RDP 2015-02: Central Counterparty Loss Allocation and Transmission of Financial Stress 4. Contagion Analysis

Applying the dataset and the methodologies for calculating price changes, initial margin requirements and realised exposures set out in Section 3, we interrogate the widely aired concern that a CCP could be a channel for the transmission of stress to the rest of the system in the event of a severe shock.

The methodology applied here and described in Section 4.1 traces the propagation of contagion through the system in response to a simulated extreme realised price change. Our results are presented and discussed in Section 4.2.

4.1 Methodology

We apply two types of ‘shock’ to the system:

  • Pure price shock. We shock the system with a vector of realised extreme derivative price changes that generate variation margin obligations for participants in the network, based on the price volatilities in the MAGD exercise (Table 2). In the event that a bank's variation margin obligations exceed a threshold level of its unencumbered liquid asset holdings, that bank is deemed to be unable to meet its variation margin requirements and is therefore in ‘liquidity stress’. Depending on the magnitude of the shock, the degree of collateral coverage, and the capital positions of the stressed bank's counterparties, this could generate ‘secondary solvency stress’ for others in the system. This is how contagion propagates in our model.
  • Price and solvency shock. We shock the system with a vector of realised extreme derivative price changes that generate variation margin obligations for participants in the network. This time, however, rather than allowing initial stress to arise via the liquidity channel, we consider sequential exogenous solvency shocks (in the spirit of Furfine (2003)) to banks in the network that cause them to default on their variation margin obligations. Again, depending on the magnitude of the shock, the degree of collateral coverage, and the capital positions of the stressed banks' counterparties, this may generate secondary solvency stress for others in the system.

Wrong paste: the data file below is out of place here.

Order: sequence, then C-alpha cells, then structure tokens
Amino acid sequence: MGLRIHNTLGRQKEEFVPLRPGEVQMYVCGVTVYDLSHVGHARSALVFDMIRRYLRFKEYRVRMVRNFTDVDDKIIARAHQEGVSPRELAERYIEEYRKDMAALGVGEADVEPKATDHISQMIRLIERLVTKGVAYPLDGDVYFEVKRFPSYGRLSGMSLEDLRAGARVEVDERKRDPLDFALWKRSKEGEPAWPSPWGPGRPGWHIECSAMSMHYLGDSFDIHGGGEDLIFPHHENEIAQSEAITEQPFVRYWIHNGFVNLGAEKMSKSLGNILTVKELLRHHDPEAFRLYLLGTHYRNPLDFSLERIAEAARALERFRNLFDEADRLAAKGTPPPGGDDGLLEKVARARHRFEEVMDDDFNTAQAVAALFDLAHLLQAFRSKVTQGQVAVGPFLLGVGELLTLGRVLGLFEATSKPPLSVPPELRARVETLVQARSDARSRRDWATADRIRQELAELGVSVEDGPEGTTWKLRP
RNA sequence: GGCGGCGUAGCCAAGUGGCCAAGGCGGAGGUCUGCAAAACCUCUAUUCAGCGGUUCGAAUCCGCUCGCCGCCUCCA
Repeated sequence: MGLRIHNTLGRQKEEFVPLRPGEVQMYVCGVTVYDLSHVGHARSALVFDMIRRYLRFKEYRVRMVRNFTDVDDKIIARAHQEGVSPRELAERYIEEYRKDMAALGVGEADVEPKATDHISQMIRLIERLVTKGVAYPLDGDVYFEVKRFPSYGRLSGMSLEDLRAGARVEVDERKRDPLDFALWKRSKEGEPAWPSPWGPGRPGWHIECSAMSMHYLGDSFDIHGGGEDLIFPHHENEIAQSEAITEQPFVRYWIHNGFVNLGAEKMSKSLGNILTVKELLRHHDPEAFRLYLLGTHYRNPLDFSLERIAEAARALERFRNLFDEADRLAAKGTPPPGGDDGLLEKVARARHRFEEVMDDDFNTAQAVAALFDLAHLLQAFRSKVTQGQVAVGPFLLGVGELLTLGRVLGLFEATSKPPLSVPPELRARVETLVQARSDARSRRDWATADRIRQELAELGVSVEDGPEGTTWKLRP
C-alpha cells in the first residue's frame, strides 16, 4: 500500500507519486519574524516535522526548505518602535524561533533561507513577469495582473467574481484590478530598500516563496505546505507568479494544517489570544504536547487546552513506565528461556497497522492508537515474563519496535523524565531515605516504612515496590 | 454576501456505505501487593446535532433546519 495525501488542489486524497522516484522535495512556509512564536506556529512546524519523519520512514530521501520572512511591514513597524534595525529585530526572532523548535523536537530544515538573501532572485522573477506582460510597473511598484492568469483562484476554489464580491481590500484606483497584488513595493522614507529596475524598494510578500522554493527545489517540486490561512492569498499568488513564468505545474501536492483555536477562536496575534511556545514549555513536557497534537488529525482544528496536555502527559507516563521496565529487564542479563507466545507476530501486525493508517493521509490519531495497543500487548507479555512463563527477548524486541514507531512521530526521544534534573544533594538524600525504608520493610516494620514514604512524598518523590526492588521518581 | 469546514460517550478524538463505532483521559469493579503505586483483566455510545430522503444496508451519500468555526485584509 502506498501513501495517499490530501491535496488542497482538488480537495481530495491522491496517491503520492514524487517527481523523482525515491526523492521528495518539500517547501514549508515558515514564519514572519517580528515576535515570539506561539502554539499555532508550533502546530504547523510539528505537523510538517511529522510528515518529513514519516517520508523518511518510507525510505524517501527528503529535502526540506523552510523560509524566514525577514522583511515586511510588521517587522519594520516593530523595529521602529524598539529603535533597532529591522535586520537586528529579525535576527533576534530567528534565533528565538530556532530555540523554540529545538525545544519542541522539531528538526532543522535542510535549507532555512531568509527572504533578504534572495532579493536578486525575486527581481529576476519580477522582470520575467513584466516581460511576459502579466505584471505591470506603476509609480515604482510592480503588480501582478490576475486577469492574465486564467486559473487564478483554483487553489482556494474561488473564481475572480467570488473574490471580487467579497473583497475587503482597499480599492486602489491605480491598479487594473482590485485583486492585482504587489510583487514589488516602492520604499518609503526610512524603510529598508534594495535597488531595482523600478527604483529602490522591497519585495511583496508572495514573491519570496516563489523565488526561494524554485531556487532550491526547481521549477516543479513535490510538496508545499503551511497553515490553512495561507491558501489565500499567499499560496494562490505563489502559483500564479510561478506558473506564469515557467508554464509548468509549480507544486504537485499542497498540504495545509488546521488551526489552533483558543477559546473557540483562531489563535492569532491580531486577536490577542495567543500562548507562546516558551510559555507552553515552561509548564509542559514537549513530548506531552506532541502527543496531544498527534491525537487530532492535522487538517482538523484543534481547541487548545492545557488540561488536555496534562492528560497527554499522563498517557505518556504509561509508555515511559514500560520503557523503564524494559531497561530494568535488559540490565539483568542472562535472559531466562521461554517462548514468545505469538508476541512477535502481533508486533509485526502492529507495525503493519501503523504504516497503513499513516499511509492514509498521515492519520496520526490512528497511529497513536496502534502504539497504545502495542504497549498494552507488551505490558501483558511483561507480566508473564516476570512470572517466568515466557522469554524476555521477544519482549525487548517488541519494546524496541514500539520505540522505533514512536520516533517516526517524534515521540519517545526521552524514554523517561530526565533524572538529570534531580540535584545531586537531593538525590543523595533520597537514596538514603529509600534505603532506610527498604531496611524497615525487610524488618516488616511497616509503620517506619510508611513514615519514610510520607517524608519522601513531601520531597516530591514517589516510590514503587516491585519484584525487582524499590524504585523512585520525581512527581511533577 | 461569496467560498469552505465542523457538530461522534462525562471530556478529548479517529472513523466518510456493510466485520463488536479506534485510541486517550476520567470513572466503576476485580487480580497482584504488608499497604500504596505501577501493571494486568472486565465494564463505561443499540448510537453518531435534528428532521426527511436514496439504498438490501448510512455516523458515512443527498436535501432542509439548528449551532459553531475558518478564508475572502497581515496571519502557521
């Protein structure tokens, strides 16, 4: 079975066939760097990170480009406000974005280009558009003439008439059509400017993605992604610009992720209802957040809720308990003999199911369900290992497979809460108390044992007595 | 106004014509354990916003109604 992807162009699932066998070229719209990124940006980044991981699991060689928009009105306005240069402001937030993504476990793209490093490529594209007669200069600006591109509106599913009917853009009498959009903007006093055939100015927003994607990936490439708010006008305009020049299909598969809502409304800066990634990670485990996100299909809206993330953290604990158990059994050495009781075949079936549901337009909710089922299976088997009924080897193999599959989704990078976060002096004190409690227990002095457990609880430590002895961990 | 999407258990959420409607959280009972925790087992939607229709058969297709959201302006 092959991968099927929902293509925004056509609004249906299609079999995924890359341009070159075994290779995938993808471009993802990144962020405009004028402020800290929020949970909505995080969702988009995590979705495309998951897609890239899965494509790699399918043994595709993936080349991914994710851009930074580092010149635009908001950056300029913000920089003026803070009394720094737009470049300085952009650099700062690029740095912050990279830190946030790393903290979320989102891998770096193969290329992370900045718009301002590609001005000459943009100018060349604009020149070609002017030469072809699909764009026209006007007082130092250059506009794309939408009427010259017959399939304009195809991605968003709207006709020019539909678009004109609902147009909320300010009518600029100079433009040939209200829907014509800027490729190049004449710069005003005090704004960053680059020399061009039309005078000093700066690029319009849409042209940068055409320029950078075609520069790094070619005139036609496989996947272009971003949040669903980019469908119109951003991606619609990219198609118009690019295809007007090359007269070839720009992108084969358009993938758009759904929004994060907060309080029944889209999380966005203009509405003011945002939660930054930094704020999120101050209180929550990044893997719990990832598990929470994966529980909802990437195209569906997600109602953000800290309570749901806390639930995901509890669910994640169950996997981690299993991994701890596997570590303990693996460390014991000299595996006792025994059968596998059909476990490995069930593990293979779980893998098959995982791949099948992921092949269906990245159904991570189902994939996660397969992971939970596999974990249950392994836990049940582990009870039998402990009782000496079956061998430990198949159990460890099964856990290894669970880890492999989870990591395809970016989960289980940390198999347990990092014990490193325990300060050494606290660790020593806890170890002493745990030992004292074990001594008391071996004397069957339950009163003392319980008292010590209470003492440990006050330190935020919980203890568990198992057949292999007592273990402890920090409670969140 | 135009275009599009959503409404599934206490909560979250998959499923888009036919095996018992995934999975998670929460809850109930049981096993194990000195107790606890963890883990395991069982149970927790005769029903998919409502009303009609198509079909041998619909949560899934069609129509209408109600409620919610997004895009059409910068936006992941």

For the purposes of this analysis, any failure to receive variation margin owed by a bilateral counterparty on a derivative position that is not covered by initial margin is not merely an opportunity loss, but rather a realised loss. This is equivalent to assuming that OTC derivative positions are not speculative, but rather are entered into to hedge other balance sheet exposures. To maintain its hedge, a bank would immediately seek to replace the position; in the event of an adverse price movement in excess of margin coverage, the bank would realise a loss. Similarly, any loss allocation by a CCP – either via VMGH or an ex post call (see Section 4.1.2) – constitutes a realised loss.

To see this more concretely, consider a given set of derivative price movements that creates a set of realised variation margin obligations, Vij, which represent the variation margin paid by i to j. Bank i's total outgoing variation margin payments are Inline Equation, summing over all positive net obligations to counterparties j. These outgoing variation margin payments are compared with the banks' liquid assets. In the pure price shock scenario, outgoing variation margin payments could trigger stress for a bank if they represent a large share of a bank's unencumbered liquid asset resources. Conservatively, we do not account for incoming variation margin payments, since to do so would assume that those banks from which variation margin inflows were due were themselves not in stress. In the model, we do not allow for partial payment of variation margin by a bank in stress. If a bank cannot meet its variation margin obligation in full, no payment is made, and the defaulted bank's initial margin is retained by its counterparty.